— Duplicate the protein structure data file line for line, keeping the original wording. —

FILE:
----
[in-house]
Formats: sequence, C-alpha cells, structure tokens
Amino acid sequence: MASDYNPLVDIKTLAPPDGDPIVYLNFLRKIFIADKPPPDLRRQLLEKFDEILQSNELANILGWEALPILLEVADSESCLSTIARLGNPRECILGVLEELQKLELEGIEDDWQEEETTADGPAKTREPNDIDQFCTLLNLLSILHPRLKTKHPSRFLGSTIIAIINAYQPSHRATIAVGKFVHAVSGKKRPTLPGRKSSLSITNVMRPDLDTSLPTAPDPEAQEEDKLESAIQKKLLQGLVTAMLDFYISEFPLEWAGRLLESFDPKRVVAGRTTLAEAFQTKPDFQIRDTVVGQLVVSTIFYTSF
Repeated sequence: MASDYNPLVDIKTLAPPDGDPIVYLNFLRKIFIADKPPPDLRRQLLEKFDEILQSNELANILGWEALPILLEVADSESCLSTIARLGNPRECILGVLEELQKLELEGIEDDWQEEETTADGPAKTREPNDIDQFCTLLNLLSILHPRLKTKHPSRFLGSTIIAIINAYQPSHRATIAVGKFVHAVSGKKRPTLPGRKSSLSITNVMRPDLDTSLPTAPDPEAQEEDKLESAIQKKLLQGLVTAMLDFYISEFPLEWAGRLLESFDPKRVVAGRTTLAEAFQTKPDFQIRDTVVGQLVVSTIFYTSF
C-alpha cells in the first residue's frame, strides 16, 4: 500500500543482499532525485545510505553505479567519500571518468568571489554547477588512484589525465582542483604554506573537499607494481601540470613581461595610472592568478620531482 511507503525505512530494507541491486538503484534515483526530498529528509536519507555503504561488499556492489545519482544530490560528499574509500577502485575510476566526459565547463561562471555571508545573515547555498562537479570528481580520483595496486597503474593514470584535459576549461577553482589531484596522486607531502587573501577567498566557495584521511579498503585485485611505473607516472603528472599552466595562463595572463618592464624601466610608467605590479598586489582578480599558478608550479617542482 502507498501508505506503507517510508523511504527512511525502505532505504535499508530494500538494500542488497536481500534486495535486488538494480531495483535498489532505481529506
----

[in-house]
Formats: sequence, C-alpha cells, structure tokens
Amino acid sequence: MASDYNPLVDIKTLAPPDGDPIVYLNFLRKIFIADKPPPDLRRQLLEKFDEILQSNELANILGWEALPILLEVADSESCLSTIARLGNPRECILGVLEELQKLELEGIEDDWQEEETTADGPAKTREPNDIDQFCTLLNLLSILHPRLKTKHPSRFLGSTIIAIINAYQPSHRATIAVGKFVHAVSGKKRPTLPGRKSSLSITNVMRPDLDTSLPTAPDPEAQEEDKLESAIQKKLLQGLVTAMLDFYISEFPLEWAGRLLESFDPKRVVAGRTTLAEAFQTKPDFQIRDTVVGQLVVSTIFYTSF
Repeated sequence: MASDYNPLVDIKTLAPPDGDPIVYLNFLRKIFIADKPPPDLRRQLLEKFDEILQSNELANILGWEALPILLEVADSESCLSTIARLGNPRECILGVLEELQKLELEGIEDDWQEEETTADGPAKTREPNDIDQFCTLLNLLSILHPRLKTKHPSRFLGSTIIAIINAYQPSHRATIAVGKFVHAVSGKKRPTLPGRKSSLSITNVMRPDLDTSLPTAPDPEAQEEDKLESAIQKKLLQGLVTAMLDFYISEFPLEWAGRLLESFDPKRVVAGRTTLAEAFQTKPDFQIRDTVVGQLVVSTIFYTSF
C-alpha cells in the first residue's frame, strides 16, 4: 500500500543482499532525485545510505553505479567519500571518468568571489554547477588512484589525465582542483604554506573537499607494481601540470613581461595610472592568478620531482 511507503525505512530494507541491486538503484534515483526530498529528509536519507555503504561488499556492489545519482544530490560528499574509500577502485575510476566526459565547463561562471555571508545573515547555498562537479570528481580520483595496486597503474593514470584535459576549461577553482589531484596522486607531502587573501577567498566557495584521511579498503585485485611505473607516472603528472599552466595562463595572463618592464624601466610608467605590479598586489582578480599558478608550479617542482 502507498501508505506503507517510508523511504527512511525502505532505504535499508530494500538494500542488497536481500534486495535486488538494480531495483535498489532505481529506